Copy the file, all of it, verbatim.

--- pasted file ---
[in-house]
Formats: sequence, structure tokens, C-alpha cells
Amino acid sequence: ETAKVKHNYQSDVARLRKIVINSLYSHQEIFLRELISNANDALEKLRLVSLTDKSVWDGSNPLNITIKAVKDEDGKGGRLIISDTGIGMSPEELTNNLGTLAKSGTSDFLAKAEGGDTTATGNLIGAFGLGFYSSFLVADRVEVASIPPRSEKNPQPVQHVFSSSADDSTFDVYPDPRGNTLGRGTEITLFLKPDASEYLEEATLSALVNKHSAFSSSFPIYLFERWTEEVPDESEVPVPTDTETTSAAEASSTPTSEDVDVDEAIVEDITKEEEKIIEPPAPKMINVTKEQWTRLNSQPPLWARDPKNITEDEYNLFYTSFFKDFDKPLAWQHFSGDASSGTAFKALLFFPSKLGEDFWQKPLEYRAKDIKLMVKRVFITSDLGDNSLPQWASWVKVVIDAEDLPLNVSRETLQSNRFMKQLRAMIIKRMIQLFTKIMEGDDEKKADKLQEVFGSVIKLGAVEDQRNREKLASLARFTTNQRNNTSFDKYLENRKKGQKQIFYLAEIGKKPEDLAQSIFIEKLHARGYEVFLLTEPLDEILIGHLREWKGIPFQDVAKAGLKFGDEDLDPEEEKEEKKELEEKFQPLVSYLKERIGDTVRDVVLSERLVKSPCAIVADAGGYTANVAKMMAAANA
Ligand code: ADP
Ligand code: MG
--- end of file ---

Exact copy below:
[in-house]
Formats: sequence, structure tokens, C-alpha cells
Amino acid sequence: ETAKVKHNYQSDVARLRKIVINSLYSHQEIFLRELISNANDALEKLRLVSLTDKSVWDGSNPLNITIKAVKDEDGKGGRLIISDTGIGMSPEELTNNLGTLAKSGTSDFLAKAEGGDTTATGNLIGAFGLGFYSSFLVADRVEVASIPPRSEKNPQPVQHVFSSSADDSTFDVYPDPRGNTLGRGTEITLFLKPDASEYLEEATLSALVNKHSAFSSSFPIYLFERWTEEVPDESEVPVPTDTETTSAAEASSTPTSEDVDVDEAIVEDITKEEEKIIEPPAPKMINVTKEQWTRLNSQPPLWARDPKNITEDEYNLFYTSFFKDFDKPLAWQHFSGDASSGTAFKALLFFPSKLGEDFWQKPLEYRAKDIKLMVKRVFITSDLGDNSLPQWASWVKVVIDAEDLPLNVSRETLQSNRFMKQLRAMIIKRMIQLFTKIMEGDDEKKADKLQEVFGSVIKLGAVEDQRNREKLASLARFTTNQRNNTSFDKYLENRKKGQKQIFYLAEIGKKPEDLAQSIFIEKLHARGYEVFLLTEPLDEILIGHLREWKGIPFQDVAKAGLKFGDEDLDPEEEKEEKKELEEKFQPLVSYLKERIGDTVRDVVLSERLVKSPCAIVADAGGYTANVAKMMAAANA
Ligand code: ADP
Ligand code: MG